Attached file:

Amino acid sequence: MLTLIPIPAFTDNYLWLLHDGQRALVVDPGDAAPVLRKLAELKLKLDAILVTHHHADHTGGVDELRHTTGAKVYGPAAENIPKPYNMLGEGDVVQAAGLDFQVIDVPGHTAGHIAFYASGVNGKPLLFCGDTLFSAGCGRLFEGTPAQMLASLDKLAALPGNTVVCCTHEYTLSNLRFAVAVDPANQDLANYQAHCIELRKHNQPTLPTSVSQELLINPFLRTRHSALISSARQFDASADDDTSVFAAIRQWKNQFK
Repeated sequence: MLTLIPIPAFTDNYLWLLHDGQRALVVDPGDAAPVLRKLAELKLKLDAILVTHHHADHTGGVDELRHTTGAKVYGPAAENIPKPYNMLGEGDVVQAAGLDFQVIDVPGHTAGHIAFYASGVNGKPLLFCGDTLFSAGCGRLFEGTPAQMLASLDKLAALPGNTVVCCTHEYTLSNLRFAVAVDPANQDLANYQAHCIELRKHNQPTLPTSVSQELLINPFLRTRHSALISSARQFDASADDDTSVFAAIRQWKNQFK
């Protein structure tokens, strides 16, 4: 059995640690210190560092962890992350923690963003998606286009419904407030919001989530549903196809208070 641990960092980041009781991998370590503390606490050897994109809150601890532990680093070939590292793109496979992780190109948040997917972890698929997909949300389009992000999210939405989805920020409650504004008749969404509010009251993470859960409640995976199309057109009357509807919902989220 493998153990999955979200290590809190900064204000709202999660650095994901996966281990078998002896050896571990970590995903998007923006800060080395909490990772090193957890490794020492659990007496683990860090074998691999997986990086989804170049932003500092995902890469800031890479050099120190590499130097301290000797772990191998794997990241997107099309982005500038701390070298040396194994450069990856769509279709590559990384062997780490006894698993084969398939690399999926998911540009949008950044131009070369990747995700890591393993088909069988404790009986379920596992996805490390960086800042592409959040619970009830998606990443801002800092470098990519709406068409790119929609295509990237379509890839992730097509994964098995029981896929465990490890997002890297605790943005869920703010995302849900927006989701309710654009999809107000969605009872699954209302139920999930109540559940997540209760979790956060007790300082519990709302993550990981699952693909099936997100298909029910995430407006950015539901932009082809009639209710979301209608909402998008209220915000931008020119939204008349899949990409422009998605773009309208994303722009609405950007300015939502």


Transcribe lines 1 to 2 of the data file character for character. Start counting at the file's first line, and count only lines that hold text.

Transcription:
Amino acid sequence: MLTLIPIPAFTDNYLWLLHDGQRALVVDPGDAAPVLRKLAELKLKLDAILVTHHHADHTGGVDELRHTTGAKVYGPAAENIPKPYNMLGEGDVVQAAGLDFQVIDVPGHTAGHIAFYASGVNGKPLLFCGDTLFSAGCGRLFEGTPAQMLASLDKLAALPGNTVVCCTHEYTLSNLRFAVAVDPANQDLANYQAHCIELRKHNQPTLPTSVSQELLINPFLRTRHSALISSARQFDASADDDTSVFAAIRQWKNQFK
Repeated sequence: MLTLIPIPAFTDNYLWLLHDGQRALVVDPGDAAPVLRKLAELKLKLDAILVTHHHADHTGGVDELRHTTGAKVYGPAAENIPKPYNMLGEGDVVQAAGLDFQVIDVPGHTAGHIAFYASGVNGKPLLFCGDTLFSAGCGRLFEGTPAQMLASLDKLAALPGNTVVCCTHEYTLSNLRFAVAVDPANQDLANYQAHCIELRKHNQPTLPTSVSQELLINPFLRTRHSALISSARQFDASADDDTSVFAAIRQWKNQFK